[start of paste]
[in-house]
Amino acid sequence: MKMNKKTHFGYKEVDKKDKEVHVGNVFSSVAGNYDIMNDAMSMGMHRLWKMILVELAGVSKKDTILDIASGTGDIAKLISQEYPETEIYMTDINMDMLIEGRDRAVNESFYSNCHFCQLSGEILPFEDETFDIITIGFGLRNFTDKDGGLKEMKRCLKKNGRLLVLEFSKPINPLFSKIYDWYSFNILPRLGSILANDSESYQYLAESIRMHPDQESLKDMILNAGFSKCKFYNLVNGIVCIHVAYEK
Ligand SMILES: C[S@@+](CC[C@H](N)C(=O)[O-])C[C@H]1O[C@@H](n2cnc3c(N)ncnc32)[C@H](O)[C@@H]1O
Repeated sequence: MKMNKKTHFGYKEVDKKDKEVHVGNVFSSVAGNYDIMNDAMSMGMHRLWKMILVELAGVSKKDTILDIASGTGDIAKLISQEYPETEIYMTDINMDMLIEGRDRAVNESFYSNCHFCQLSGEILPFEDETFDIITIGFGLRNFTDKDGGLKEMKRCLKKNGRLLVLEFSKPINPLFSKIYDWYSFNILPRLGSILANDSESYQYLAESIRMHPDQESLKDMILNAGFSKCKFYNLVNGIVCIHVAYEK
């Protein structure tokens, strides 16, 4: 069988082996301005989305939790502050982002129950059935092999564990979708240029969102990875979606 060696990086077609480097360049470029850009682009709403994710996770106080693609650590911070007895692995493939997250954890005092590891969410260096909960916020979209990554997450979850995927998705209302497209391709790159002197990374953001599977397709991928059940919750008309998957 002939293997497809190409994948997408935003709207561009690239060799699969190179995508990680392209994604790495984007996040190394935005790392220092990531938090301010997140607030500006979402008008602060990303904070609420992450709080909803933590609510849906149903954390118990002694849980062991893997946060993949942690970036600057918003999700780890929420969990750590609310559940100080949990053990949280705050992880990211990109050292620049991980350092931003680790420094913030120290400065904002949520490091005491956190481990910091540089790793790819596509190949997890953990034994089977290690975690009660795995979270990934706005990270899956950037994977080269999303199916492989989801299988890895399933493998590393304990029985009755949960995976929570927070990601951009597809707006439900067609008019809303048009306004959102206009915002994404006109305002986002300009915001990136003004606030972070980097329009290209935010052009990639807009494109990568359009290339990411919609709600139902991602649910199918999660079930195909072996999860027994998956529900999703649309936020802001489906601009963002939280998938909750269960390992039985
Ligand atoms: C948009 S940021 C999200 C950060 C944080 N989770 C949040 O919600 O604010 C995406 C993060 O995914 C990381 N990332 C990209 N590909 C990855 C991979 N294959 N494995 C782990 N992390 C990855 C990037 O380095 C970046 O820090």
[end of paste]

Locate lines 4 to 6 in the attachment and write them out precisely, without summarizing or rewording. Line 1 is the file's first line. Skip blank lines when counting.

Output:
Repeated sequence: MKMNKKTHFGYKEVDKKDKEVHVGNVFSSVAGNYDIMNDAMSMGMHRLWKMILVELAGVSKKDTILDIASGTGDIAKLISQEYPETEIYMTDINMDMLIEGRDRAVNESFYSNCHFCQLSGEILPFEDETFDIITIGFGLRNFTDKDGGLKEMKRCLKKNGRLLVLEFSKPINPLFSKIYDWYSFNILPRLGSILANDSESYQYLAESIRMHPDQESLKDMILNAGFSKCKFYNLVNGIVCIHVAYEK
């Protein structure tokens, strides 16, 4: 069988082996301005989305939790502050982002129950059935092999564990979708240029969102990875979606 060696990086077609480097360049470029850009682009709403994710996770106080693609650590911070007895692995493939997250954890005092590891969410260096909960916020979209990554997450979850995927998705209302497209391709790159002197990374953001599977397709991928059940919750008309998957 002939293997497809190409994948997408935003709207561009690239060799699969190179995508990680392209994604790495984007996040190394935005790392220092990531938090301010997140607030500006979402008008602060990303904070609420992450709080909803933590609510849906149903954390118990002694849980062991893997946060993949942690970036600057918003999700780890929420969990750590609310559940100080949990053990949280705050992880990211990109050292620049991980350092931003680790420094913030120290400065904002949520490091005491956190481990910091540089790793790819596509190949997890953990034994089977290690975690009660795995979270990934706005990270899956950037994977080269999303199916492989989801299988890895399933493998590393304990029985009755949960995976929570927070990601951009597809707006439900067609008019809303048009306004959102206009915002994404006109305002986002300009915001990136003004606030972070980097329009290209935010052009990639807009494109990568359009290339990411919609709600139902991602649910199918999660079930195909072996999860027994998956529900999703649309936020802001489906601009963002939280998938909750269960390992039985
Ligand atoms: C948009 S940021 C999200 C950060 C944080 N989770 C949040 O919600 O604010 C995406 C993060 O995914 C990381 N990332 C990209 N590909 C990855 C991979 N294959 N494995 C782990 N992390 C990855 C990037 O380095 C970046 O820090």